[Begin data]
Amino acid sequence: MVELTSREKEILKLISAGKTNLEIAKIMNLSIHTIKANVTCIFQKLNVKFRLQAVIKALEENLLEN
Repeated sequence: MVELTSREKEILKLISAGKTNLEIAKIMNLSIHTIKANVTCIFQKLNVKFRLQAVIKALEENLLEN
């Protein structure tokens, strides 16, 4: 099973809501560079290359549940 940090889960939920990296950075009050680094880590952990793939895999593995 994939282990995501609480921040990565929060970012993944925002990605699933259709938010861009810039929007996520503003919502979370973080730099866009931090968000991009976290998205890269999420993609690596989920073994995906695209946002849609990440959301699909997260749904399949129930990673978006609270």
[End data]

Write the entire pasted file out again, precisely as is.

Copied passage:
Amino acid sequence: MVELTSREKEILKLISAGKTNLEIAKIMNLSIHTIKANVTCIFQKLNVKFRLQAVIKALEENLLEN
Repeated sequence: MVELTSREKEILKLISAGKTNLEIAKIMNLSIHTIKANVTCIFQKLNVKFRLQAVIKALEENLLEN
């Protein structure tokens, strides 16, 4: 099973809501560079290359549940 940090889960939920990296950075009050680094880590952990793939895999593995 994939282990995501609480921040990565929060970012993944925002990605699933259709938010861009810039929007996520503003919502979370973080730099866009931090968000991009976290998205890269999420993609690596989920073994995906695209946002849609990440959301699909997260749904399949129930990673978006609270």